SOUTH PORTLAND – There were sheer curtains of fog drawn across the bay last Sunday, the sort of morning that makes you want to stay in bed. Not so for the over 100 people gathered by Spring Point Light in South Portland, chatting, adjusting helmets, and hailing friends as they waited for the go-ahead to begin a 100-mile Century bike ride.

“We’re going to go off in groups of 50,” a volunteer instructed by megaphone, “don’t be shy, feel free to come right up.”

“Don’t tell anybody we’re not really doing the 100-miler,” confided two older women dressed in matching neon yellow windbreakers, “We’re trying to beat the rain.”

Two teenagers, conspicuously wearing shorts and T-shirts despite the chill, wanted to be quoted in the paper. “My names Noland,” said one, “and my name’s Ian,” added the other – and then said, in unison, “and we’re both excited for the 100-mile bike ride!”

Sept. 10 was the 20th anniversary of the Maine Lighthouse Ride, first completed as a 40-mile route by 40 determined riders in the rain in 2003.

“We were actually following the riders around with hot coffee and hot soup,” said Bob Bowker, the ride’s founder. After four or five years, Bowker recounted proudly, “We were up to 300 or 400 riders. It was mostly word of mouth, it just kept growing and growing.”


The Maine Lighthouse Ride is an annual fundraiser to support the Eastern Trail Alliance, a nonprofit founded in 1998 with the aim of turning sections of the old Eastern Railroad Corridor, discontinued since 1945, into a continuous route for bikers and hikers to enjoy. The Eastern Trail now covers approximately 65 miles, from the Piscataqua River in Kittery, near the New Hampshire border, to South Portland, Maine. Bowker said proceeds from this year’s ride will go towards maintaining the route, improving kiosks, and paying staff.

This year, over 750 participants travelled from as far as Ontario, Canada, to ride 25-, 40-, 62-, and 100-mile routes along the Southern Maine coast, paying a registration fee to support the Eastern Trail. They ranged in age from 7 to 89 years old, hailing in equal numbers from Maine and out of state.

The bike route brought riders along the coast, past Scarborough, Higgins, and Old Orchard Beach. Luna Soley photo


There was a sense of comradery amongst those present Sunday morning, without the charged anticipation of a race. Many of them were locals.

Leah Day, of Peaks Island, seemed to speak for everyone when she said, “There’s no better way to spend the day than doing the Maine Lighthouse Ride!”

Day is the owner of Lighthouse Bikes, in South Portland. She left a 25-year career in counseling to start the company after riding cross country with her high school son in 2019. She did the 100-mile ride on Sunday alongside a group of Peaks Island women, one of whom said she hadn’t ridden this far since before her children were born.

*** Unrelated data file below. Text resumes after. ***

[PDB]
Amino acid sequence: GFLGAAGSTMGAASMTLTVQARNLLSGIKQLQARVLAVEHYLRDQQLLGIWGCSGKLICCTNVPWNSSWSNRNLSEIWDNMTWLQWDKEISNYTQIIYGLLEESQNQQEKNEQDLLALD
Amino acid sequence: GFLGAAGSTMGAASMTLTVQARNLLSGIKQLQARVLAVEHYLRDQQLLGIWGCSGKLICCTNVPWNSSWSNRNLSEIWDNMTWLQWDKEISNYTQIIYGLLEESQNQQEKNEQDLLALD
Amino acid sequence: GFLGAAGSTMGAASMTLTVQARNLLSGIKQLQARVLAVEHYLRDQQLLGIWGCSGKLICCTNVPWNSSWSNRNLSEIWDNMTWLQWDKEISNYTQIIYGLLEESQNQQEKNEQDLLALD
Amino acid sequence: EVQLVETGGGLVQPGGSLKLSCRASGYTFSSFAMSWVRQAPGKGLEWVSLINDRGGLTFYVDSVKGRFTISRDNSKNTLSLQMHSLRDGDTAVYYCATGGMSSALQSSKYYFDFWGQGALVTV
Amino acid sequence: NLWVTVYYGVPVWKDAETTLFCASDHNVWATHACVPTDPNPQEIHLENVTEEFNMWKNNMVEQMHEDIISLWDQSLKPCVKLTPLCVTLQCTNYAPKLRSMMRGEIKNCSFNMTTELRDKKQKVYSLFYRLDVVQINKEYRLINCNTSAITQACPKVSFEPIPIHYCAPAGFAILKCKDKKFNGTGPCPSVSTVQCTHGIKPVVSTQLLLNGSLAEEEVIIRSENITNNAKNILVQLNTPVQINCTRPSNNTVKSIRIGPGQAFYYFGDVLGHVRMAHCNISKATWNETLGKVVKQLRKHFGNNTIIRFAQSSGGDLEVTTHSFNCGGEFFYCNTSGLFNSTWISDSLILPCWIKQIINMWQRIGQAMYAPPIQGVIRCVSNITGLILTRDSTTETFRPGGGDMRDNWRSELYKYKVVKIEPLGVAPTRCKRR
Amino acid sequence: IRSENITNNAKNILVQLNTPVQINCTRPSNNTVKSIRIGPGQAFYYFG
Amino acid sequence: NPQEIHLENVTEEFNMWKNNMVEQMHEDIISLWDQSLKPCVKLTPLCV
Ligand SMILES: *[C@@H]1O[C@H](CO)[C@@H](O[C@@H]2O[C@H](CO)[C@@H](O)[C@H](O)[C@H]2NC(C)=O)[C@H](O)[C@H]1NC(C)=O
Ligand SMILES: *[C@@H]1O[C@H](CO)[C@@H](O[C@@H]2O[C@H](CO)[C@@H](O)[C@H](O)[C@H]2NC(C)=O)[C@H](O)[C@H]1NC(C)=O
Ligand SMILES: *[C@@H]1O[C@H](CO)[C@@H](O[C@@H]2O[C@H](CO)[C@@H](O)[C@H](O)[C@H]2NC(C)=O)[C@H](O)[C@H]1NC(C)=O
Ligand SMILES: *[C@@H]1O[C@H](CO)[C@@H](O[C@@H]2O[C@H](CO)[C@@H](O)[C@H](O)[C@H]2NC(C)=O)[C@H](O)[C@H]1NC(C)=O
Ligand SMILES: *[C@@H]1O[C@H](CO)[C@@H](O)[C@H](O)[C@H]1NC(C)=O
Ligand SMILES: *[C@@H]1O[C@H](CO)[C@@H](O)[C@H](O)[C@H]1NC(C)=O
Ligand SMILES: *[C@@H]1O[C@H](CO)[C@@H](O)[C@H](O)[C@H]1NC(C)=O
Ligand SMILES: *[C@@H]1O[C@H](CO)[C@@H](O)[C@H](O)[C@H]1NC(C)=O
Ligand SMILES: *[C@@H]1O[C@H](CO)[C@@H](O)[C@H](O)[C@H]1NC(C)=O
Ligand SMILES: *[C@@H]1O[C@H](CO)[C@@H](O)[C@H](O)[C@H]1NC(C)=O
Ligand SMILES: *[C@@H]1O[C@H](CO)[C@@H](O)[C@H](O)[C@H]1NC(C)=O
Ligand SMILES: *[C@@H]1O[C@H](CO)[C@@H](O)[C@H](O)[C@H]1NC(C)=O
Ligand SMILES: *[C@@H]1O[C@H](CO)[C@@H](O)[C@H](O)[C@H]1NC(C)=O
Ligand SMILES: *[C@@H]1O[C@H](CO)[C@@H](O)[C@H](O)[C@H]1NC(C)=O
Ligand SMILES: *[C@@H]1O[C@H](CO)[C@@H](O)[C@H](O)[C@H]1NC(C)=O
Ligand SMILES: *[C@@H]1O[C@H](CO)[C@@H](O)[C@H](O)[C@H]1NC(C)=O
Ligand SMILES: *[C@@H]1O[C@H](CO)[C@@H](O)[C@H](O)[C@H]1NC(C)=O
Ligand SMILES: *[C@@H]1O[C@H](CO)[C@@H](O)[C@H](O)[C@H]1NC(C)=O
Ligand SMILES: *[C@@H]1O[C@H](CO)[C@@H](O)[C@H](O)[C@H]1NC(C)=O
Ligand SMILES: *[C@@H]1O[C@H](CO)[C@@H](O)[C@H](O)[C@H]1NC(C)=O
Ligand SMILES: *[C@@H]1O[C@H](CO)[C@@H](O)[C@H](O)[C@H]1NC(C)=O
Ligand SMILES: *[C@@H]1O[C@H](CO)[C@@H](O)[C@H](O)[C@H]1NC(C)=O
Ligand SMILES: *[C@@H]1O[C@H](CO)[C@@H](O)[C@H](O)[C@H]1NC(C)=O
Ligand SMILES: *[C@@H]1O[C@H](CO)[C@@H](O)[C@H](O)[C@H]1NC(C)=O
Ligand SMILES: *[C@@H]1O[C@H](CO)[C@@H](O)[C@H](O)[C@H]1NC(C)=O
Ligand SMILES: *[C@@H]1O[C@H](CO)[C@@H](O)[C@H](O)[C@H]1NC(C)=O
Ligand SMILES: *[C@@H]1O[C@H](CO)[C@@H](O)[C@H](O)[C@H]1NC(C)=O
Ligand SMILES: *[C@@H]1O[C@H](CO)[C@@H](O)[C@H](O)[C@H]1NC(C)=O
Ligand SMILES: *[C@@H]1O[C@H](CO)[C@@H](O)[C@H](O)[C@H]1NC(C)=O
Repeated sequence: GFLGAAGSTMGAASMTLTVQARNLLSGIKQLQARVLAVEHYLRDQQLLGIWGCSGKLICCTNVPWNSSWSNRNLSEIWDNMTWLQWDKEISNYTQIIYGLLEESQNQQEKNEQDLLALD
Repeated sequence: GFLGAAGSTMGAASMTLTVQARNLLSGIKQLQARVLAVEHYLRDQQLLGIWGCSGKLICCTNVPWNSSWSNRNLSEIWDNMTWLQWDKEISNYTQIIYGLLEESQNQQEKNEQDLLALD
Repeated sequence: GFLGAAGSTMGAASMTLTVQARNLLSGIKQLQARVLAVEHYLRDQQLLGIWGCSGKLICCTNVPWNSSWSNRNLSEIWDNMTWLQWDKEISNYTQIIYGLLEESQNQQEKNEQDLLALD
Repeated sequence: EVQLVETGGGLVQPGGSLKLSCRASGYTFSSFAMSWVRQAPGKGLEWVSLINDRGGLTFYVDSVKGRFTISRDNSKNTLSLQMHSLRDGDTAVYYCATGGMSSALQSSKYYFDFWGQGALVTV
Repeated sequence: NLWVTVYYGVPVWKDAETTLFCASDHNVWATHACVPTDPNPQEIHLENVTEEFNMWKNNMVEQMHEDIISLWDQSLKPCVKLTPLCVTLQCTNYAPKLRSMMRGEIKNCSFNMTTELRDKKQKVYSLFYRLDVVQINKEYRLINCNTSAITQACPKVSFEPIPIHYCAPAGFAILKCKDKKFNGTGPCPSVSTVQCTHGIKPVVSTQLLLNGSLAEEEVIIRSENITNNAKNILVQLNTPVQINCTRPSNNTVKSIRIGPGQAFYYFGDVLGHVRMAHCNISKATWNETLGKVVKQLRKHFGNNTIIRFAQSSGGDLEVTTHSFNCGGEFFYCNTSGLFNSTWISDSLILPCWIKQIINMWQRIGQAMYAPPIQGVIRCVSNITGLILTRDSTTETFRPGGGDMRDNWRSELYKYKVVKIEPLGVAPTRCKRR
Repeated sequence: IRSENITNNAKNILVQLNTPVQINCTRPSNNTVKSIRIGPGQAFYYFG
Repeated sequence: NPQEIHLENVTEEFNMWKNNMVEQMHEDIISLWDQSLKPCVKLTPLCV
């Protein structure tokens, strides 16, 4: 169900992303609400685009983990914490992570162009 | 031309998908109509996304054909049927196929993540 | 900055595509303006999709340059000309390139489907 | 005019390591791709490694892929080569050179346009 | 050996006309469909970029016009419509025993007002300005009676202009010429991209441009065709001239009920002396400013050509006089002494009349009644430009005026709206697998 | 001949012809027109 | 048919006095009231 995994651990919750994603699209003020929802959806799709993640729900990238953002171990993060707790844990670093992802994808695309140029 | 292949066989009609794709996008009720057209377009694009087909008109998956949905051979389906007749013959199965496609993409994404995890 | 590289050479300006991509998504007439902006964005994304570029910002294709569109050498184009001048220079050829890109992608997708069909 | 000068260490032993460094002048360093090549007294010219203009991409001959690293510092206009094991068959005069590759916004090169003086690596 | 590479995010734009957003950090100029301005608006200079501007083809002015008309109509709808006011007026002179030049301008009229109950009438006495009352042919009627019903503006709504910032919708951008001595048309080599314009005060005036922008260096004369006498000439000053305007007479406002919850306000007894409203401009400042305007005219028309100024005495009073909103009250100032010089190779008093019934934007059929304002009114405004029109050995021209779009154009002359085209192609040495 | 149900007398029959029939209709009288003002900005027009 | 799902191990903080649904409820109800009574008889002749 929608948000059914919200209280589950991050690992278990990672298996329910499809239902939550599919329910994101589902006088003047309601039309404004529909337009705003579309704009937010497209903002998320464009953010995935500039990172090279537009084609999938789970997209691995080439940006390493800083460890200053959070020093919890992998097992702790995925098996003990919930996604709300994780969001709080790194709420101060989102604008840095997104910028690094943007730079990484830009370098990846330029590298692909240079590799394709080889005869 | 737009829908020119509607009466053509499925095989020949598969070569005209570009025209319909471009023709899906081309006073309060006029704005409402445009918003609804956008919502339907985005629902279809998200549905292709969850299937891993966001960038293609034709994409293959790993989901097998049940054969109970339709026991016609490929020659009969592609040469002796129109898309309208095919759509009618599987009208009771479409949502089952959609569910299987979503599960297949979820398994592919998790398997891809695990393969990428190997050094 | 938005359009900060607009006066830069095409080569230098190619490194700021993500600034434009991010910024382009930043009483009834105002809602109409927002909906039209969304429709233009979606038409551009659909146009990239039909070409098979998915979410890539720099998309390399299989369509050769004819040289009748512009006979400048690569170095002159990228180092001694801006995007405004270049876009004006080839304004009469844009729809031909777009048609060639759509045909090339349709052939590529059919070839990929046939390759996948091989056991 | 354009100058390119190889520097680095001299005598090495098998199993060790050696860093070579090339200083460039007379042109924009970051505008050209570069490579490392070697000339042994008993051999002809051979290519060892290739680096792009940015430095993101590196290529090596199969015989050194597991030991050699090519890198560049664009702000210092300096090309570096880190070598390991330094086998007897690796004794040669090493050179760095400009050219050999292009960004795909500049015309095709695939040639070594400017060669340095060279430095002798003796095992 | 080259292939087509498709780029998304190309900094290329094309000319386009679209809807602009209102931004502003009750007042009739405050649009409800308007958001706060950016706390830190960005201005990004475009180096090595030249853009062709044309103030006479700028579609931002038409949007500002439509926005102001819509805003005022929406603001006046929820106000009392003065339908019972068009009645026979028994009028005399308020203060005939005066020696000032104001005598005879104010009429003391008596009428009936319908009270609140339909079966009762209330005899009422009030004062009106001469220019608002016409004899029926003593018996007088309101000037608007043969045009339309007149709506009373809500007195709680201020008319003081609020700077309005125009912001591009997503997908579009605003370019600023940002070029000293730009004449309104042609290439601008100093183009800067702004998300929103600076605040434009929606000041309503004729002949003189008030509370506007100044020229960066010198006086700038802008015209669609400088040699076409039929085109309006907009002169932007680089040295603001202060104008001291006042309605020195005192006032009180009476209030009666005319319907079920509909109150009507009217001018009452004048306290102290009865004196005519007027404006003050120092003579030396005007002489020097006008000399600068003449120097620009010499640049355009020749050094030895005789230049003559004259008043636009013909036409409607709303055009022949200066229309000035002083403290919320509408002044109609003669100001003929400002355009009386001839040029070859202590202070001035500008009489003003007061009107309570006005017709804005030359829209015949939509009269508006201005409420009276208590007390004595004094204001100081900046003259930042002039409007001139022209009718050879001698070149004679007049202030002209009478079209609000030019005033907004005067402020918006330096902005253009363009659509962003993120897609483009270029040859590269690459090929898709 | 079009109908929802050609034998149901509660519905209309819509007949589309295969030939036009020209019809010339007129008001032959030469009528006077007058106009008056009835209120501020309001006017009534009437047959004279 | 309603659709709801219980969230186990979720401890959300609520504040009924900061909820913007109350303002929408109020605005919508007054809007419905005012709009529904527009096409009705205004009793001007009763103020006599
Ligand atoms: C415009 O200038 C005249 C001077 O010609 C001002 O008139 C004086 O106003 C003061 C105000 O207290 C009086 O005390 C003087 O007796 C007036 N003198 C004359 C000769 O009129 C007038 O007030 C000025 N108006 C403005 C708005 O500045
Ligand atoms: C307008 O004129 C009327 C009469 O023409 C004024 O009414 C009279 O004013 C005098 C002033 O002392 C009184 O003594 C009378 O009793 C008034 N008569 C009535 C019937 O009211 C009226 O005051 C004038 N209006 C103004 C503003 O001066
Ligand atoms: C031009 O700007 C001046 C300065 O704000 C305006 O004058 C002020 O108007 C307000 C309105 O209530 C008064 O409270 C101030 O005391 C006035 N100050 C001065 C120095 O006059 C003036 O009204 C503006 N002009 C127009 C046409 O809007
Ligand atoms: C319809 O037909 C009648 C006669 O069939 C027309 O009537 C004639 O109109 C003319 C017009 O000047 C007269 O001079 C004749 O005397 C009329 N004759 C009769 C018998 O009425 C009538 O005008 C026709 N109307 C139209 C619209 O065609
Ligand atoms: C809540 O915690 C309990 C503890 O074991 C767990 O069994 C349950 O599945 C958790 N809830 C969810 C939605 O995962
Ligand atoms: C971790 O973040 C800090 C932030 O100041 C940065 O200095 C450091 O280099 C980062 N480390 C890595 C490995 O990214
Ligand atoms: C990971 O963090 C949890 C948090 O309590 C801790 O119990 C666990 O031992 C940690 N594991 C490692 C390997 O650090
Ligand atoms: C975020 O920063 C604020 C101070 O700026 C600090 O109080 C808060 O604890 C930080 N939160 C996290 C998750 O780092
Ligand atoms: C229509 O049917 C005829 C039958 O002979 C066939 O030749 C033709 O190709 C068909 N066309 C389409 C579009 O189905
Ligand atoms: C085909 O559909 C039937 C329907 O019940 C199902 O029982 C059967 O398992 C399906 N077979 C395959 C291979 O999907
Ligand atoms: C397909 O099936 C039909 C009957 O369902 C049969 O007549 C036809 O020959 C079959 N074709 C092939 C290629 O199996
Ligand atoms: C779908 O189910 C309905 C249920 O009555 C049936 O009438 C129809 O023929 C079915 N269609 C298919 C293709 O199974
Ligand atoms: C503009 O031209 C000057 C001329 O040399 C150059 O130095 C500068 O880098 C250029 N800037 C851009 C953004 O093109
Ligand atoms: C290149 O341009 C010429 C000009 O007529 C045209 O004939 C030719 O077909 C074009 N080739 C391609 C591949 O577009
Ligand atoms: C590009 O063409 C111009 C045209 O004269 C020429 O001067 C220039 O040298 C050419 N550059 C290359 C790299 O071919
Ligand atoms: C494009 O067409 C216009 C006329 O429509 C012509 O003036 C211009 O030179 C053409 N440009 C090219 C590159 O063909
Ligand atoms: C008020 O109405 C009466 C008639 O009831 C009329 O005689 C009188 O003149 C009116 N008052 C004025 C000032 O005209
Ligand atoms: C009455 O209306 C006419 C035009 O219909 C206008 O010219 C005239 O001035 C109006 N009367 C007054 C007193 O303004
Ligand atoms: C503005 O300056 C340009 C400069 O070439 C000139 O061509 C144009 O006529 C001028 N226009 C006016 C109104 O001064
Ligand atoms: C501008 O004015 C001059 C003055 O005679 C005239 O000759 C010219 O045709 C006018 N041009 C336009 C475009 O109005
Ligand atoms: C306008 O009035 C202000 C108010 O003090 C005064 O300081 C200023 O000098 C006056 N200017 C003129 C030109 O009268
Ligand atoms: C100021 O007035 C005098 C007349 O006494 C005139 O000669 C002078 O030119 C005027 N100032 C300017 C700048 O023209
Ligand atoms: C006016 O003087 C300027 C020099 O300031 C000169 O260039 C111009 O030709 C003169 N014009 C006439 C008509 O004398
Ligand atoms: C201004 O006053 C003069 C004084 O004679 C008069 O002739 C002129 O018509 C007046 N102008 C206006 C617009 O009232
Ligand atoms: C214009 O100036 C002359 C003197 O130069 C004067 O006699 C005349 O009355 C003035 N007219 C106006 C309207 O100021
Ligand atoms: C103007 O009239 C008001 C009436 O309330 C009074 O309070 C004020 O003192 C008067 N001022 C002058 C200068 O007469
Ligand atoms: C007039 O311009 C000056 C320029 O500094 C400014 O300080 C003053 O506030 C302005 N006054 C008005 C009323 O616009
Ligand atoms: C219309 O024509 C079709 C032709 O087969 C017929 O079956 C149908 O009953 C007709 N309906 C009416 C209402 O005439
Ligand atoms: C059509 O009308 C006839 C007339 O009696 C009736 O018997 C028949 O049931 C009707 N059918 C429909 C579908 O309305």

When asked whether he was nervous before the Century start, one man replied “No, no I love it.” Then, after a minute – “At risk? Is that what you said? No, I’m excited.” His friend interjected. “He’s definitely at risk,” he said, laughing.

Less than five minutes later, their jersey-clad backs, cantilevered over their bikes at a matching angle, disappeared around the first turn.

Despite winding roads through Cape Elizabeth, frequent spurs leading, suddenly, to an open coast, and the not-so-welcome interruption of 2.5 miles of gravel road across the Scarborough marsh (repeated twice for 40-, 62-, and 100-mile riders), nobody seemed to lose their way. As promised, neon orange circles – with a line pointing in the direction of the next turn, were spray painted at frequent intervals along the route.

Scenery from the ride near Prouts Neck in Scarborough. Luna Soley photo


A rest stop at Cape Elizabeth’s Kettle Cove, provided by Trader Joe’s, seemed to have read rider’s minds. Between predictable slices of watermelon and a heap of bananas, trays of pickles and a big bowl of chocolate peanut butter cups were disappearing at time-lapse speed. The contents of the trash can were flecked with gold foil. This was not a day to eat just one.

The Trader Joe’s rest stop at Kettle Cove was stocked with fruit, pickles, and peanut butter cups. Luna Soley photo



A mere two miles from the finish, riders climbed a steep hill and stopped to admire the view from Portland Head Light. “There’s a lot of interesting history and symbolism in these lighthouses,” said Reed, a senior at Bowdoin, “but mostly I’m just glad to be along for the ride.”


Portland Head Light beckoned less than three miles from the end of the ride. Luna Soley photo


In theory, a handful of lighthouses were visible from each route – and a whopping nine lights marked the Century ride – but sometimes they were hard to make out in the fog. Throughout it all, there was the feeling of déjà vu.

“Have we been here before?” one rider asked at a turnout in Old Orchard, before being encouraged by a clump of other riders that she was on the right course.

Perhaps what was so quintessentially “Maine” about the ride wasn’t the lighthouses themselves, but the repetition of something picturesque until it became commonplace – another group of friends on a morning run stepping off the trail to let bikers pass, another beach where the waves went bowling with the plovers, another well-spent Sunday afternoon.

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